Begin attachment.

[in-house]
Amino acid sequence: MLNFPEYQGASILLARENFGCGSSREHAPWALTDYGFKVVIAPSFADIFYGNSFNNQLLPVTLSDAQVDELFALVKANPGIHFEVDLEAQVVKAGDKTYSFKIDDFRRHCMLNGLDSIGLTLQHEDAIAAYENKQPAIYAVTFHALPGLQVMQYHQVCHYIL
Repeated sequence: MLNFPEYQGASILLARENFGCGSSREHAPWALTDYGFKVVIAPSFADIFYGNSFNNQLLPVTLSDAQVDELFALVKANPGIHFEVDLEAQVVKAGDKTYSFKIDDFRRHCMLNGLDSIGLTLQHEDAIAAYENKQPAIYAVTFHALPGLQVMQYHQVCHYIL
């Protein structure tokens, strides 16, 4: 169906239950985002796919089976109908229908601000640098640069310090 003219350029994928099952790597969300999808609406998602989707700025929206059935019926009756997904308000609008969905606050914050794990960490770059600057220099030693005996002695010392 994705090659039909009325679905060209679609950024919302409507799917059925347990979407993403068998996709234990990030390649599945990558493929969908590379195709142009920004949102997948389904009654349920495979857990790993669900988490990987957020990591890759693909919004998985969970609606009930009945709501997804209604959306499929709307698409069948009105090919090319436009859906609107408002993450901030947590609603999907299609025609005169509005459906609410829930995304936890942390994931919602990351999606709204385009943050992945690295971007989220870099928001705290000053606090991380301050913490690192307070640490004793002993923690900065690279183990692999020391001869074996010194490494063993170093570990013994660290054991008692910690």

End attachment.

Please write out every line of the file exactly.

[in-house]
Amino acid sequence: MLNFPEYQGASILLARENFGCGSSREHAPWALTDYGFKVVIAPSFADIFYGNSFNNQLLPVTLSDAQVDELFALVKANPGIHFEVDLEAQVVKAGDKTYSFKIDDFRRHCMLNGLDSIGLTLQHEDAIAAYENKQPAIYAVTFHALPGLQVMQYHQVCHYIL
Repeated sequence: MLNFPEYQGASILLARENFGCGSSREHAPWALTDYGFKVVIAPSFADIFYGNSFNNQLLPVTLSDAQVDELFALVKANPGIHFEVDLEAQVVKAGDKTYSFKIDDFRRHCMLNGLDSIGLTLQHEDAIAAYENKQPAIYAVTFHALPGLQVMQYHQVCHYIL
């Protein structure tokens, strides 16, 4: 169906239950985002796919089976109908229908601000640098640069310090 003219350029994928099952790597969300999808609406998602989707700025929206059935019926009756997904308000609008969905606050914050794990960490770059600057220099030693005996002695010392 994705090659039909009325679905060209679609950024919302409507799917059925347990979407993403068998996709234990990030390649599945990558493929969908590379195709142009920004949102997948389904009654349920495979857990790993669900988490990987957020990591890759693909919004998985969970609606009930009945709501997804209604959306499929709307698409069948009105090919090319436009859906609107408002993450901030947590609603999907299609025609005169509005459906609410829930995304936890942390994931919602990351999606709204385009943050992945690295971007989220870099928001705290000053606090991380301050913490690192307070640490004793002993923690900065690279183990692999020391001869074996010194490494063993170093570990013994660290054991008692910690």